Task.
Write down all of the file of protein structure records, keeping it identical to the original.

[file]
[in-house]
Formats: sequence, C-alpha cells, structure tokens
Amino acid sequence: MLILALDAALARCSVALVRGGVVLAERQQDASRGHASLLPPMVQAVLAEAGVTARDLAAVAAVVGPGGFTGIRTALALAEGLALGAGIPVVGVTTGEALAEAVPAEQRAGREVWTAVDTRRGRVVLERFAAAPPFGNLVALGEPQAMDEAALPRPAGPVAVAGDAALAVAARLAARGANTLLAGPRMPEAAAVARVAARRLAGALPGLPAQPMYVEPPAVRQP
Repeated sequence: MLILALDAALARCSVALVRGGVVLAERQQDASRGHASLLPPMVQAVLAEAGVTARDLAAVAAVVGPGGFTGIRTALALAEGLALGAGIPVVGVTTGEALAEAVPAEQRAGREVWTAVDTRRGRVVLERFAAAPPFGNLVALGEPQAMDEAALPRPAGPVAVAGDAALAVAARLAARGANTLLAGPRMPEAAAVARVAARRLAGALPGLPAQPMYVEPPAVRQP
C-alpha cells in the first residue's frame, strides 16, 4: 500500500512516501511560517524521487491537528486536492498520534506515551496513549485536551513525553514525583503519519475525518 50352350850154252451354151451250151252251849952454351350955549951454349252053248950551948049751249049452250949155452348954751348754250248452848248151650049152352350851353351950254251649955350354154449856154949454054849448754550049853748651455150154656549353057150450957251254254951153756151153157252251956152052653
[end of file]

[in-house]
Formats: sequence, C-alpha cells, structure tokens
Amino acid sequence: MLILALDAALARCSVALVRGGVVLAERQQDASRGHASLLPPMVQAVLAEAGVTARDLAAVAAVVGPGGFTGIRTALALAEGLALGAGIPVVGVTTGEALAEAVPAEQRAGREVWTAVDTRRGRVVLERFAAAPPFGNLVALGEPQAMDEAALPRPAGPVAVAGDAALAVAARLAARGANTLLAGPRMPEAAAVARVAARRLAGALPGLPAQPMYVEPPAVRQP
Repeated sequence: MLILALDAALARCSVALVRGGVVLAERQQDASRGHASLLPPMVQAVLAEAGVTARDLAAVAAVVGPGGFTGIRTALALAEGLALGAGIPVVGVTTGEALAEAVPAEQRAGREVWTAVDTRRGRVVLERFAAAPPFGNLVALGEPQAMDEAALPRPAGPVAVAGDAALAVAARLAARGANTLLAGPRMPEAAAVARVAARRLAGALPGLPAQPMYVEPPAVRQP
C-alpha cells in the first residue's frame, strides 16, 4: 500500500512516501511560517524521487491537528486536492498520534506515551496513549485536551513525553514525583503519519475525518 50352350850154252451354151451250151252251849952454351350955549951454349252053248950551948049751249049452250949155452348954751348754250248452848248151650049152352350851353351950254251649955350354154449856154949454054849448754550049853748651455150154656549353057150450957251254254951153756151153157252251956152052653